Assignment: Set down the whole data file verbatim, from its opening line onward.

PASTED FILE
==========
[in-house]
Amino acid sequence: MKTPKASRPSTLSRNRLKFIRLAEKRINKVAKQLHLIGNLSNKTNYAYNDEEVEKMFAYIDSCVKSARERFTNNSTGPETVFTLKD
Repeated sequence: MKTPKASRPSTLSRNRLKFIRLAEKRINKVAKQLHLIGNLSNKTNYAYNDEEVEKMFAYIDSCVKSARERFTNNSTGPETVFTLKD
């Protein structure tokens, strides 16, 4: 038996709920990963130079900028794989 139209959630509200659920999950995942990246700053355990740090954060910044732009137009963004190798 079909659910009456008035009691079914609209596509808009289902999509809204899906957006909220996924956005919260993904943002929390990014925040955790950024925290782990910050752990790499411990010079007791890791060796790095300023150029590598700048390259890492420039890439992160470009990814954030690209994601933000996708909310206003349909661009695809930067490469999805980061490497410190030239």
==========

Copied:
[in-house]
Amino acid sequence: MKTPKASRPSTLSRNRLKFIRLAEKRINKVAKQLHLIGNLSNKTNYAYNDEEVEKMFAYIDSCVKSARERFTNNSTGPETVFTLKD
Repeated sequence: MKTPKASRPSTLSRNRLKFIRLAEKRINKVAKQLHLIGNLSNKTNYAYNDEEVEKMFAYIDSCVKSARERFTNNSTGPETVFTLKD
């Protein structure tokens, strides 16, 4: 038996709920990963130079900028794989 139209959630509200659920999950995942990246700053355990740090954060910044732009137009963004190798 079909659910009456008035009691079914609209596509808009289902999509809204899906957006909220996924956005919260993904943002929390990014925040955790950024925290782990910050752990790499411990010079007791890791060796790095300023150029590598700048390259890492420039890439992160470009990814954030690209994601933000996708909310206003349909661009695809930067490469999805980061490497410190030239």